Joe Shlabotnik/CC/FLICKR

Despite earlier objections by Gov. Andrew Cuomo, New York will share its voter database with the Trump administration.

In late June, the Democratic governor said the state would not comply with the Presidential Advisory Commission on Election Integrity, a committee tasked with investigating voter fraud. The commission initially requested the names, dates of birth, the last four digits of Social Security numbers and voter history of registered voters dating back to 2006 from each state.

But during a Wednesday meeting of the state’s Board of Elections, members of the board said they had received a Freedom of Information Law request for the state’s voter records. A bipartisan group of commissioners agreed to share the database of roughly 12 million voting records with the Trump administration.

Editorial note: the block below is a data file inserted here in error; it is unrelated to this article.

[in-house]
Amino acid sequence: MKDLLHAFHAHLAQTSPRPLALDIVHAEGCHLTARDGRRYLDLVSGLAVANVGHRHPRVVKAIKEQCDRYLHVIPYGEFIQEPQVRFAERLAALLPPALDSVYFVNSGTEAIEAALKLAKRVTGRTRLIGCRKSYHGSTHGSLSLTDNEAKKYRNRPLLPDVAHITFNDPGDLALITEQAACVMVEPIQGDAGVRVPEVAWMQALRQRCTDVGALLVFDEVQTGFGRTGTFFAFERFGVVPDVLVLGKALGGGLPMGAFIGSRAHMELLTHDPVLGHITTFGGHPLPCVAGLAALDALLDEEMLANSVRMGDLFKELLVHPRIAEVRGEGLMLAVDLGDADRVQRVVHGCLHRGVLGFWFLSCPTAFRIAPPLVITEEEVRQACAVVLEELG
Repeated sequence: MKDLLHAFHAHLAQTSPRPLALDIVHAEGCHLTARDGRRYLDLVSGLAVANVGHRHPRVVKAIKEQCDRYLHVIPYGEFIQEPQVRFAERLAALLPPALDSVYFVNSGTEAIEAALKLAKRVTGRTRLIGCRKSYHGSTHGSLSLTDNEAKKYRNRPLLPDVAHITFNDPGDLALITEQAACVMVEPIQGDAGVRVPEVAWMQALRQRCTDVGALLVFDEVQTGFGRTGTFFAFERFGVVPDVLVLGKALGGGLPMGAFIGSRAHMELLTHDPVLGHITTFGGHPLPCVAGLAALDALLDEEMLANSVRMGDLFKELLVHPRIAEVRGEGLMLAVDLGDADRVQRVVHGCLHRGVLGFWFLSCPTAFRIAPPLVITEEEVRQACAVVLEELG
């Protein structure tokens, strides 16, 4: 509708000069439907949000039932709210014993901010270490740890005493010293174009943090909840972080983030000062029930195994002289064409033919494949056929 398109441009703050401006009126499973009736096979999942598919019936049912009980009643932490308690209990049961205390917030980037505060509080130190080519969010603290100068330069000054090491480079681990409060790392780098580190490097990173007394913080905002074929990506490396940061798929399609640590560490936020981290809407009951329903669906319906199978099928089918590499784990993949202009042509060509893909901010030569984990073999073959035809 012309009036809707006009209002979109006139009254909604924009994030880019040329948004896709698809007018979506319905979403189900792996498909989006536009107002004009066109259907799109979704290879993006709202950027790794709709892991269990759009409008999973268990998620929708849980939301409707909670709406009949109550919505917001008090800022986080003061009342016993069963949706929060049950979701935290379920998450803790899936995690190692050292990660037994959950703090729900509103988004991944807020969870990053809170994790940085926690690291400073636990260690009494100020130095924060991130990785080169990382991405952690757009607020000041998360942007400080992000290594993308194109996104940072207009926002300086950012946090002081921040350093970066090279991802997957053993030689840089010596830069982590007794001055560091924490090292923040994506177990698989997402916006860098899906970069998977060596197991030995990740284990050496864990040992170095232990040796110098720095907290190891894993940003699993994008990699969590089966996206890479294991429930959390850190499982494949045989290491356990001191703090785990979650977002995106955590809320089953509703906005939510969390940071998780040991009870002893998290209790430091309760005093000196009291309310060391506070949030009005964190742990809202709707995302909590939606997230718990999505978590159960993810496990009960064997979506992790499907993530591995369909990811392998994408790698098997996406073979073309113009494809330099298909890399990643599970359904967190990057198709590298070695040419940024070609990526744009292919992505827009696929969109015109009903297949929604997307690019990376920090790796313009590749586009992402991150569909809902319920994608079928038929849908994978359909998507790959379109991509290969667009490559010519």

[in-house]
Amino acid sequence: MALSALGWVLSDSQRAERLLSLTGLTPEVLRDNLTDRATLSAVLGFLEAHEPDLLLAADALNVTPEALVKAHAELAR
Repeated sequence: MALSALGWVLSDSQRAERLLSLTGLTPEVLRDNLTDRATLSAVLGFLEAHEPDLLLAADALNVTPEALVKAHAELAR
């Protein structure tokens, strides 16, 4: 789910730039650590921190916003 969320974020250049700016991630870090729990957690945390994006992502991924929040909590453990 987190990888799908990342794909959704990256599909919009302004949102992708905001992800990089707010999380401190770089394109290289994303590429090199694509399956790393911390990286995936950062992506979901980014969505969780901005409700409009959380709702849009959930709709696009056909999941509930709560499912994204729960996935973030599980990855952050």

In a statement Wednesday afternoon, Cuomo said that the presidential commission submitted a revised request to the Board of Elections under the Freedom of Information Law seeking publicly available information that did not include the controversial “sensitive personal data,” according to the statement.

“To be clear, the original letter from the president’s Election Commission requested information that the commission is not legally entitled to obtain. Accordingly, our administration rejected that request because it not only violated privacy rights—but also state law. Our position remains unchanged and we will continue to deny requests for sensitive personal data about New York residents, which is protected under the law. We will never provide private voter information to anyone, especially a politically motivated organization seeking to perpetuate the myth of voter fraud,” Cuomo said in an emailed statement Wednesday afternoon.